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Native American leader shares pain over mascots

By John Coleman*
March 7, 2007 | WASHINGTON (UMNS)


Suanne Ware-Diaz

Suanne Ware-Diaz lifts a box of letters from United Methodists that sits behind her desk.

Most of them express anger at the United Methodist Commission on Race and Religion for supporting efforts to retire Chief Illiniwek, the Native American mascot of the University of Illinois.

She inherited the box from the late Rev. Kenneth Deere, her predecessor at the commission, who in 2001 helped fund an Illinois organization of Native Americans advocating against the chief’s dancing performances during home games.

“This box reminds me, from time to time, of why I’m here,” said Ware-Diaz, a staff executive who oversees Native American issues for the commission. “I’m here to confront the sin of racism throughout our church.

“Native people struggle every day to be recognized and respected in this culture, even among church folks,” she explains. “And this mascot issue is one of life and death in some cases, especially for those who face hateful threats and violence because of their advocacy or simply because of their race.”

Ware-Diaz, who is half Kiowa, half white, grew up in Los Angeles, although her family’s home, and her heart, is in Oklahoma. She remembers painful early encounters with mascots as a youth.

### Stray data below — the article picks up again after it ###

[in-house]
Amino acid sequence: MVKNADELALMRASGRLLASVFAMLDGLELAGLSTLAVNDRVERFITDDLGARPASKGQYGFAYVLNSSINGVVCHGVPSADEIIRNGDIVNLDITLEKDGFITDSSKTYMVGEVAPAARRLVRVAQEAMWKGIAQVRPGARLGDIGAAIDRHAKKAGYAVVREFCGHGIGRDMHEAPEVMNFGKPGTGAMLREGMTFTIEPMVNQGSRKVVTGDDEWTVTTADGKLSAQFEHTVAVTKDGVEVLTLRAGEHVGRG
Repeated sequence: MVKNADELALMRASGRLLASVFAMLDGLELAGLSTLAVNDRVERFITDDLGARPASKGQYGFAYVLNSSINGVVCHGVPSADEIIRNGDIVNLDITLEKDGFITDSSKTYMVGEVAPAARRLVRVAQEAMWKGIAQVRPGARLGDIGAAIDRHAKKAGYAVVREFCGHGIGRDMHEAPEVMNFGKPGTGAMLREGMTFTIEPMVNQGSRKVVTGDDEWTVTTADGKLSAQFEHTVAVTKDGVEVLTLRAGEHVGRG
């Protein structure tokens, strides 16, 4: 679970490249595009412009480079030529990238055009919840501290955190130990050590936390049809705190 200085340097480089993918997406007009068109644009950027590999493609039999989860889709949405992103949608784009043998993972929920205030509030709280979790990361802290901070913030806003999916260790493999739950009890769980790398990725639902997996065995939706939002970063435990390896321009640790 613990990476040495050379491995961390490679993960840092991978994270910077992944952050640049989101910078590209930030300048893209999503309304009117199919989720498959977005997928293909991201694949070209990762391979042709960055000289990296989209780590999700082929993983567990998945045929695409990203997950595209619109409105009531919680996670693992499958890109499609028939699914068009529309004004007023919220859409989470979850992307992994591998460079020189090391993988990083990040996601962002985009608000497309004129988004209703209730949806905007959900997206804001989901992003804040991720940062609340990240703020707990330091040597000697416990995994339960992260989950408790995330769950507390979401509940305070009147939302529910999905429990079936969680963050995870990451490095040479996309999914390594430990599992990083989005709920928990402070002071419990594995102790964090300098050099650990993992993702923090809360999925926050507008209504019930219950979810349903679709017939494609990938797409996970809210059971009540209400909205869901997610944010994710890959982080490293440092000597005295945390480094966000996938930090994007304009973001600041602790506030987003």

“I was always ashamed and felt terrible at my high school whenever I saw the Indian mascot and white people wearing lipstick, face paint and feathers. I hated it.”

She was thankful when the University High School Warriors in Los Angeles finally became the Wildcats. But she knows how Indian students today feel when they witness similar exploitation and misrepresentation of their cultures on campus.

Ware-Diaz says Chief Illiniwek’s imitation garb is reminiscent of what may have been worn by Plains Indians in the Midwest, but not by the Illini Indians that the mascot claims to portray.

“I was always ashamed and felt terrible at my high school whenever I saw the Indian mascot and white people wearing lipstick, face paint and feathers. I hated it.”

— Suanne Ware-Diaz

She received a lot of negative mail when she responded publicly last October to the decision by United Methodist-related McMurry University in Abilene, Texas, to retire its sports teams’ nickname, “The Indians.”

The mascot issue is important because “it is about dehumanizing a once-defeated people who today don’t always have the numbers or the power to fight back,” she said.

“As Christians, we’re called to walk with one another on this life journey,” she adds. “But we must speak and act with truth and respect toward one another. That’s why I do this work. I believe that’s why God put me here.”

*Coleman is a communications specialist for the General Commission on Religion and Race in Washington, D.C.

News media contact: Kathy L. Gilbert, Nashville, Tenn., (615) 742-5470 or newsdesk@umcom.org.


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